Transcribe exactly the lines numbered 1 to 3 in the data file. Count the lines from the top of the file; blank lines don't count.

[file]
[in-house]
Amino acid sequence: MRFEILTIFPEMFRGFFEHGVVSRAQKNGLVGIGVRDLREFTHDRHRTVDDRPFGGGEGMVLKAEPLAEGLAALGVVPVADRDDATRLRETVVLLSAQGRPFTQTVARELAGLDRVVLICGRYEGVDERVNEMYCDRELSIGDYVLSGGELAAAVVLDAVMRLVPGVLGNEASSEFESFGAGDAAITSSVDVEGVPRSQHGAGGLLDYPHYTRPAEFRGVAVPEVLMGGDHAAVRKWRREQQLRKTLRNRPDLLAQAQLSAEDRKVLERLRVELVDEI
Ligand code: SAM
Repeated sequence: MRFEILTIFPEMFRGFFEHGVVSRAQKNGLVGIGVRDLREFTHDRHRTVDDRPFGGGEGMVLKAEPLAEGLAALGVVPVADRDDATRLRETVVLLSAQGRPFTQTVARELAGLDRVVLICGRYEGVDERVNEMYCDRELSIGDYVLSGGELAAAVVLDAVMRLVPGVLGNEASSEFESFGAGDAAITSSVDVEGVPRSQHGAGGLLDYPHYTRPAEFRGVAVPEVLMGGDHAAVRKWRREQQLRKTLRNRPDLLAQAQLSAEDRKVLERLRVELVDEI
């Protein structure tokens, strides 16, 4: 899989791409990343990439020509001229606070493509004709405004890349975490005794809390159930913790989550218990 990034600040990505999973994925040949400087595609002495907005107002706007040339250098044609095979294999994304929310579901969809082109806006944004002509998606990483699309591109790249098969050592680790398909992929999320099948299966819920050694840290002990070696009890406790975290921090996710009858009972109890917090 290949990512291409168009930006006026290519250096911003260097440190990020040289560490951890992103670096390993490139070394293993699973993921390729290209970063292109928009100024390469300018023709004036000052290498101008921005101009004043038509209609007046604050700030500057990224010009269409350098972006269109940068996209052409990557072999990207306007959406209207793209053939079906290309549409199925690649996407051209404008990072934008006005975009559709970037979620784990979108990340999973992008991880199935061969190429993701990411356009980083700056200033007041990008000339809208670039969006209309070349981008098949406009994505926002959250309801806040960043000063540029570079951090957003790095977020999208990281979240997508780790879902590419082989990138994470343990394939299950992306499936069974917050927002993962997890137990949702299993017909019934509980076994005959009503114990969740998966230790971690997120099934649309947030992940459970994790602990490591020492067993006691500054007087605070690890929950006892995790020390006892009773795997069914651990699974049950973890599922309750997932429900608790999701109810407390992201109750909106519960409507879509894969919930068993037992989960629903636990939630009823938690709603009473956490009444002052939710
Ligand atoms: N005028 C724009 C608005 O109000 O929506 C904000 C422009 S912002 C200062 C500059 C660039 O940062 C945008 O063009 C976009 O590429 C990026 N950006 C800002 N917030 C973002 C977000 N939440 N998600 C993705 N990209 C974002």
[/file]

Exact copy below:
[in-house]
Amino acid sequence: MRFEILTIFPEMFRGFFEHGVVSRAQKNGLVGIGVRDLREFTHDRHRTVDDRPFGGGEGMVLKAEPLAEGLAALGVVPVADRDDATRLRETVVLLSAQGRPFTQTVARELAGLDRVVLICGRYEGVDERVNEMYCDRELSIGDYVLSGGELAAAVVLDAVMRLVPGVLGNEASSEFESFGAGDAAITSSVDVEGVPRSQHGAGGLLDYPHYTRPAEFRGVAVPEVLMGGDHAAVRKWRREQQLRKTLRNRPDLLAQAQLSAEDRKVLERLRVELVDEI
Ligand code: SAM